An iterated metaheuristic for the directed network design problem with relays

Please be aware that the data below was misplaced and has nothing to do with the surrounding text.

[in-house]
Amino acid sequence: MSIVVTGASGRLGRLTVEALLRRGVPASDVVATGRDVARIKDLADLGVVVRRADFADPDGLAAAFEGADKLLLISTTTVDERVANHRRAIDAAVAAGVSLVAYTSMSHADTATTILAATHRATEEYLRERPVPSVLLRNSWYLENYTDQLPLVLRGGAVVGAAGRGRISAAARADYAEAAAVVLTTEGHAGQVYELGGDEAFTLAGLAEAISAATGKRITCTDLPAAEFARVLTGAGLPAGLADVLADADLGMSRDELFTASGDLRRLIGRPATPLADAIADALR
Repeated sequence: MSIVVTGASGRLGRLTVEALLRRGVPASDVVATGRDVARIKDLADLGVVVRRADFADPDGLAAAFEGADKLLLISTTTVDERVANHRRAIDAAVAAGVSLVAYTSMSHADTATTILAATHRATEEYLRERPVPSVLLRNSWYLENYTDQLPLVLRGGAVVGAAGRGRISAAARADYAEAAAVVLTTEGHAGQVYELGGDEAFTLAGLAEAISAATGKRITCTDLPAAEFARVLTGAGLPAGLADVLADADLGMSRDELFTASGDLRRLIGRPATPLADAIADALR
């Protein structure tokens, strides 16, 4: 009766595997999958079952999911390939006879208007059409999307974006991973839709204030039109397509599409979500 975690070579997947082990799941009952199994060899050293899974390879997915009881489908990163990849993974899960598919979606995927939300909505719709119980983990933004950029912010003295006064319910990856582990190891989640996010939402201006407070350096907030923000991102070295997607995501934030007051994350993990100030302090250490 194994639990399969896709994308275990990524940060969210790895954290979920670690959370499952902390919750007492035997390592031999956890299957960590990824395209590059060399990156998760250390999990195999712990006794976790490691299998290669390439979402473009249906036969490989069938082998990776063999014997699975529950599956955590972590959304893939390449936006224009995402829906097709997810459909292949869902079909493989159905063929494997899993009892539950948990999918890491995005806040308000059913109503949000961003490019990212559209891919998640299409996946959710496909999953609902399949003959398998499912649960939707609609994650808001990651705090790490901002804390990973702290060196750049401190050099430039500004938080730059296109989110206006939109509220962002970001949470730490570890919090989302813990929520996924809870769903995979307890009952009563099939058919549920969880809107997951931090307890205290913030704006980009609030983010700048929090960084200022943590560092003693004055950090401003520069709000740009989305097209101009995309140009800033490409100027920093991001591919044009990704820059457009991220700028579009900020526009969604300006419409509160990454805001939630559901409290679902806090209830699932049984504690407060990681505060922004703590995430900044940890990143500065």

We study the directed network design problem with relays (DNDR), which arises in telecommunications and distribution systems where relay points are necessary. Given a directed network and a set of commodities, the DNDR consists of introducing a subset of arcs and locating relays on a subset of nodes such that in the resulting network, the total cost (arc cost plus relay cost) is minimized, and there exists a path linking the origin and destination of each commodity, in which the distances between the origin and the first relay, any two consecutive relays, and the last relay and the destination do not exceed a predefined distance limit. Since the DNDR is an NP-hard problem, we present an iterated metaheuristic based on tabu search, which iteratively solves the DNDR within two steps: generating paths for commodities, and determining optimal relay assignment associated with these paths. A cycle-based neighborhood is designed to generate neighboring solutions by replacing subpaths in commodities’ paths with new ones. Given one subpath, the new substituting subpath is found by solving a shortest path problem between its two endpoints, explicitly taking into account the impact of opening one subpath on the objective value. For each neighboring solution, the associated relay allocation is determined by exactly determined. With a set of benchmark instances and newly generated instances, we compare our approach with other available algorithms. Computational results demonstrate that our proposed algorithm is an efficient method for the DNDR.